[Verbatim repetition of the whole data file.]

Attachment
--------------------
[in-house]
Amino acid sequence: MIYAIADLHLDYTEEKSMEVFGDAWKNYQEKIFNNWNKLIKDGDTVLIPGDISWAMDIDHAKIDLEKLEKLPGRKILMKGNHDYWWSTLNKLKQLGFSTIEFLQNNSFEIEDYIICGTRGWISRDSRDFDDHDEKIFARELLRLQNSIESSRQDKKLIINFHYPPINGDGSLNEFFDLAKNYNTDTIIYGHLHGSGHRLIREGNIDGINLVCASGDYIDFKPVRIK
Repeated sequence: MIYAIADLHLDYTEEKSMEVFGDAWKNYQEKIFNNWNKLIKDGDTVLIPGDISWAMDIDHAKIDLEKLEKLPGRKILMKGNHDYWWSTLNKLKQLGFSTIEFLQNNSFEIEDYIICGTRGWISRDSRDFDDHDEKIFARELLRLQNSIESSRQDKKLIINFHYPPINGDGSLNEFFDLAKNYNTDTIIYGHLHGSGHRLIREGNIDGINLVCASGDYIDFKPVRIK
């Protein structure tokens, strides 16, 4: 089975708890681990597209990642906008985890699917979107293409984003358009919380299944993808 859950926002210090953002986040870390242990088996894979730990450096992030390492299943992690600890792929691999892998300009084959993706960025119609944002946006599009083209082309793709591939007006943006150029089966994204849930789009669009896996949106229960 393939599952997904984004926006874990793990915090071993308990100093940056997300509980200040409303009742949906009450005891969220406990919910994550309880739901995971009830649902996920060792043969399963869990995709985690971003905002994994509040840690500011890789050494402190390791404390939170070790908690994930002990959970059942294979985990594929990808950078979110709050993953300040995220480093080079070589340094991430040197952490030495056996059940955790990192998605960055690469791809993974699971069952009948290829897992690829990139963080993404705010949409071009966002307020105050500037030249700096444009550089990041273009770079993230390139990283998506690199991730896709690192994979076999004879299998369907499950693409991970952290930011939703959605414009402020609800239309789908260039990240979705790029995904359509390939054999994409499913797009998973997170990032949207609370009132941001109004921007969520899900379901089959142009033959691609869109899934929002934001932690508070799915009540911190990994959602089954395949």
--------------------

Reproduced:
[in-house]
Amino acid sequence: MIYAIADLHLDYTEEKSMEVFGDAWKNYQEKIFNNWNKLIKDGDTVLIPGDISWAMDIDHAKIDLEKLEKLPGRKILMKGNHDYWWSTLNKLKQLGFSTIEFLQNNSFEIEDYIICGTRGWISRDSRDFDDHDEKIFARELLRLQNSIESSRQDKKLIINFHYPPINGDGSLNEFFDLAKNYNTDTIIYGHLHGSGHRLIREGNIDGINLVCASGDYIDFKPVRIK
Repeated sequence: MIYAIADLHLDYTEEKSMEVFGDAWKNYQEKIFNNWNKLIKDGDTVLIPGDISWAMDIDHAKIDLEKLEKLPGRKILMKGNHDYWWSTLNKLKQLGFSTIEFLQNNSFEIEDYIICGTRGWISRDSRDFDDHDEKIFARELLRLQNSIESSRQDKKLIINFHYPPINGDGSLNEFFDLAKNYNTDTIIYGHLHGSGHRLIREGNIDGINLVCASGDYIDFKPVRIK
């Protein structure tokens, strides 16, 4: 089975708890681990597209990642906008985890699917979107293409984003358009919380299944993808 859950926002210090953002986040870390242990088996894979730990450096992030390492299943992690600890792929691999892998300009084959993706960025119609944002946006599009083209082309793709591939007006943006150029089966994204849930789009669009896996949106229960 393939599952997904984004926006874990793990915090071993308990100093940056997300509980200040409303009742949906009450005891969220406990919910994550309880739901995971009830649902996920060792043969399963869990995709985690971003905002994994509040840690500011890789050494402190390791404390939170070790908690994930002990959970059942294979985990594929990808950078979110709050993953300040995220480093080079070589340094991430040197952490030495056996059940955790990192998605960055690469791809993974699971069952009948290829897992690829990139963080993404705010949409071009966002307020105050500037030249700096444009550089990041273009770079993230390139990283998506690199991730896709690192994979076999004879299998369907499950693409991970952290930011939703959605414009402020609800239309789908260039990240979705790029995904359509390939054999994409499913797009998973997170990032949207609370009132941001109004921007969520899900379901089959142009033959691609869109899934929002934001932690508070799915009540911190990994959602089954395949």